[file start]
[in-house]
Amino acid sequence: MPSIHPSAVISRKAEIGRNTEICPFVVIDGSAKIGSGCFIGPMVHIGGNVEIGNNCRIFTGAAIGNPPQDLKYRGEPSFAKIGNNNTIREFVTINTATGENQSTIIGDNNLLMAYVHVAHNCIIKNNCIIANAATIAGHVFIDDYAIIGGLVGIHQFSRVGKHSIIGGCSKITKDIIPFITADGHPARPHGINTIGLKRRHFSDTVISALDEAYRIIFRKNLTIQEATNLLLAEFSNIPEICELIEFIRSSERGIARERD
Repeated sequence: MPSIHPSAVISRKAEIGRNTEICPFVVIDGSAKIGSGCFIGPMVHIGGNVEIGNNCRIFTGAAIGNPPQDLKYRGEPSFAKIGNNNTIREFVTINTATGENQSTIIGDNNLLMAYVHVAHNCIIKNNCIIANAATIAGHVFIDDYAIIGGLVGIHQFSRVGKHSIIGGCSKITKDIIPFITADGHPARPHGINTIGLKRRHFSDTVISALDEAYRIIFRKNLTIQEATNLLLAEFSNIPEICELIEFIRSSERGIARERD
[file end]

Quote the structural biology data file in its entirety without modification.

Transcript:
[in-house]
Amino acid sequence: MPSIHPSAVISRKAEIGRNTEICPFVVIDGSAKIGSGCFIGPMVHIGGNVEIGNNCRIFTGAAIGNPPQDLKYRGEPSFAKIGNNNTIREFVTINTATGENQSTIIGDNNLLMAYVHVAHNCIIKNNCIIANAATIAGHVFIDDYAIIGGLVGIHQFSRVGKHSIIGGCSKITKDIIPFITADGHPARPHGINTIGLKRRHFSDTVISALDEAYRIIFRKNLTIQEATNLLLAEFSNIPEICELIEFIRSSERGIARERD
Repeated sequence: MPSIHPSAVISRKAEIGRNTEICPFVVIDGSAKIGSGCFIGPMVHIGGNVEIGNNCRIFTGAAIGNPPQDLKYRGEPSFAKIGNNNTIREFVTINTATGENQSTIIGDNNLLMAYVHVAHNCIIKNNCIIANAATIAGHVFIDDYAIIGGLVGIHQFSRVGKHSIIGGCSKITKDIIPFITADGHPARPHGINTIGLKRRHFSDTVISALDEAYRIIFRKNLTIQEATNLLLAEFSNIPEICELIEFIRSSERGIARERD